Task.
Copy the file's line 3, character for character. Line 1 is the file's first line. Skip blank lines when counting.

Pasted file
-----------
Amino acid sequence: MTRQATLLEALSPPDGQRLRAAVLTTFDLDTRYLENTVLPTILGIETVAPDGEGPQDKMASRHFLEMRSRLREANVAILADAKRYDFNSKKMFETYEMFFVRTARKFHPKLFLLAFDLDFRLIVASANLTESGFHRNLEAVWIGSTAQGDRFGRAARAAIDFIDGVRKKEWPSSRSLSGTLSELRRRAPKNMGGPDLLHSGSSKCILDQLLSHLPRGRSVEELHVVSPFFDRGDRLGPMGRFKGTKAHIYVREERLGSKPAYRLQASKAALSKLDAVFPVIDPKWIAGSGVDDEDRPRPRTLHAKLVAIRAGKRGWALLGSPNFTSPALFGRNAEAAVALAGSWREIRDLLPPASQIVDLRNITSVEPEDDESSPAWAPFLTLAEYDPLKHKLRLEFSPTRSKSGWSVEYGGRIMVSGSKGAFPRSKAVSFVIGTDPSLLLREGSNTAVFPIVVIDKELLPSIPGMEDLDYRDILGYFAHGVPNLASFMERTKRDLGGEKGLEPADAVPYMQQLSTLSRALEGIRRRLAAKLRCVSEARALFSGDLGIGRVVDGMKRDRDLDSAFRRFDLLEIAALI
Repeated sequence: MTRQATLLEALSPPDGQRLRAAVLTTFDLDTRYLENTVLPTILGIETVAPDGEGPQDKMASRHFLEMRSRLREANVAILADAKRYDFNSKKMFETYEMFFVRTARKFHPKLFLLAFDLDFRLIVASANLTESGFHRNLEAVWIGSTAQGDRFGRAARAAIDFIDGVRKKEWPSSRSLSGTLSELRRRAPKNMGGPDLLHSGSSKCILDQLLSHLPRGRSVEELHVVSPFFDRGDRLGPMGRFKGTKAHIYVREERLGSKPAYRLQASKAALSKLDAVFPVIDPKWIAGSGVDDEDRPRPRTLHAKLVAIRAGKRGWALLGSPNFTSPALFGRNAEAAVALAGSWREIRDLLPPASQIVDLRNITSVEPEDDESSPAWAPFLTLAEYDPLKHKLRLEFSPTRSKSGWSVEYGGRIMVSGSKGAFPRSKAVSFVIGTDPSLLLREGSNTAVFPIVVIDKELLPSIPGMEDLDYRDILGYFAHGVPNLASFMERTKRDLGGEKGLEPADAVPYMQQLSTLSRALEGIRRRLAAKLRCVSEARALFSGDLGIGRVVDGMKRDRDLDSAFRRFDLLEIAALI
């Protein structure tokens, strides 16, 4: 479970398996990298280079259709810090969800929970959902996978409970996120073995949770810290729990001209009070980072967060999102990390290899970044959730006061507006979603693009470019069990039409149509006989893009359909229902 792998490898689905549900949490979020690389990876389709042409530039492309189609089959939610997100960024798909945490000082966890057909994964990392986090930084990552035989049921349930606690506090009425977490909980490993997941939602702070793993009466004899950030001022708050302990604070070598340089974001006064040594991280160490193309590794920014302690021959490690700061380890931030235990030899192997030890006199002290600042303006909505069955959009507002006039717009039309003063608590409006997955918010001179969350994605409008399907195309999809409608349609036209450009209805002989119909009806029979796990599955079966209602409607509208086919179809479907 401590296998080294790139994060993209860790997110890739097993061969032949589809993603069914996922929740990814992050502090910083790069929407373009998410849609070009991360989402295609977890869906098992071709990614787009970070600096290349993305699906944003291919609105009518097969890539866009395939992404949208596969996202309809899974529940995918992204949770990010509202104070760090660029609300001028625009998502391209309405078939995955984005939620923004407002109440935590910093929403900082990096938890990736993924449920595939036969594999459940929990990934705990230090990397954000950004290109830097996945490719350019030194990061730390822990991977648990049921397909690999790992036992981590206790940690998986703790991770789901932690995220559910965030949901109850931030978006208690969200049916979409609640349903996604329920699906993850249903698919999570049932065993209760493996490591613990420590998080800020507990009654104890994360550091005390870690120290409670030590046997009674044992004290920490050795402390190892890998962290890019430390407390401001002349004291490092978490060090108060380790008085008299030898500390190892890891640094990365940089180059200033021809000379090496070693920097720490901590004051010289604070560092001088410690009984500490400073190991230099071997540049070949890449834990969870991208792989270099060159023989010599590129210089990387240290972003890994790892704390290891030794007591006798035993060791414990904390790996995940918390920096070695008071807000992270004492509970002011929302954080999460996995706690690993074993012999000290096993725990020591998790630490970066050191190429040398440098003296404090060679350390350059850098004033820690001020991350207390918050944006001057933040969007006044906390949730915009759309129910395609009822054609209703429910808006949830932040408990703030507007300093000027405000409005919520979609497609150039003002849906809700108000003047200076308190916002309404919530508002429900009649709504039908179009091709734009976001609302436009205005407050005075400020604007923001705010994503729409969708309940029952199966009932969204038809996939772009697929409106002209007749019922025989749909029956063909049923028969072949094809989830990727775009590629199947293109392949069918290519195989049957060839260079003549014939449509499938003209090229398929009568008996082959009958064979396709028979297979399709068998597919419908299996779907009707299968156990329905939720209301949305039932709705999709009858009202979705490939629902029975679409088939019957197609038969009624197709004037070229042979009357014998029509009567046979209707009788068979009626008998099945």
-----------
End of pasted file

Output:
């Protein structure tokens, strides 16, 4: 479970398996990298280079259709810090969800929970959902996978409970996120073995949770810290729990001209009070980072967060999102990390290899970044959730006061507006979603693009470019069990039409149509006989893009359909229902 792998490898689905549900949490979020690389990876389709042409530039492309189609089959939610997100960024798909945490000082966890057909994964990392986090930084990552035989049921349930606690506090009425977490909980490993997941939602702070793993009466004899950030001022708050302990604070070598340089974001006064040594991280160490193309590794920014302690021959490690700061380890931030235990030899192997030890006199002290600042303006909505069955959009507002006039717009039309003063608590409006997955918010001179969350994605409008399907195309999809409608349609036209450009209805002989119909009806029979796990599955079966209602409607509208086919179809479907 401590296998080294790139994060993209860790997110890739097993061969032949589809993603069914996922929740990814992050502090910083790069929407373009998410849609070009991360989402295609977890869906098992071709990614787009970070600096290349993305699906944003291919609105009518097969890539866009395939992404949208596969996202309809899974529940995918992204949770990010509202104070760090660029609300001028625009998502391209309405078939995955984005939620923004407002109440935590910093929403900082990096938890990736993924449920595939036969594999459940929990990934705990230090990397954000950004290109830097996945490719350019030194990061730390822990991977648990049921397909690999790992036992981590206790940690998986703790991770789901932690995220559910965030949901109850931030978006208690969200049916979409609640349903996604329920699906993850249903698919999570049932065993209760493996490591613990420590998080800020507990009654104890994360550091005390870690120290409670030590046997009674044992004290920490050795402390190892890998962290890019430390407390401001002349004291490092978490060090108060380790008085008299030898500390190892890891640094990365940089180059200033021809000379090496070693920097720490901590004051010289604070560092001088410690009984500490400073190991230099071997540049070949890449834990969870991208792989270099060159023989010599590129210089990387240290972003890994790892704390290891030794007591006798035993060791414990904390790996995940918390920096070695008071807000992270004492509970002011929302954080999460996995706690690993074993012999000290096993725990020591998790630490970066050191190429040398440098003296404090060679350390350059850098004033820690001020991350207390918050944006001057933040969007006044906390949730915009759309129910395609009822054609209703429910808006949830932040408990703030507007300093000027405000409005919520979609497609150039003002849906809700108000003047200076308190916002309404919530508002429900009649709504039908179009091709734009976001609302436009205005407050005075400020604007923001705010994503729409969708309940029952199966009932969204038809996939772009697929409106002209007749019922025989749909029956063909049923028969072949094809989830990727775009590629199947293109392949069918290519195989049957060839260079003549014939449509499938003209090229398929009568008996082959009958064979396709028979297979399709068998597919419908299996779907009707299968156990329905939720209301949305039932709705999709009858009202979705490939629902029975679409088939019957197609038969009624197709004037070229042979009357014998029509009567046979209707009788068979009626008998099945």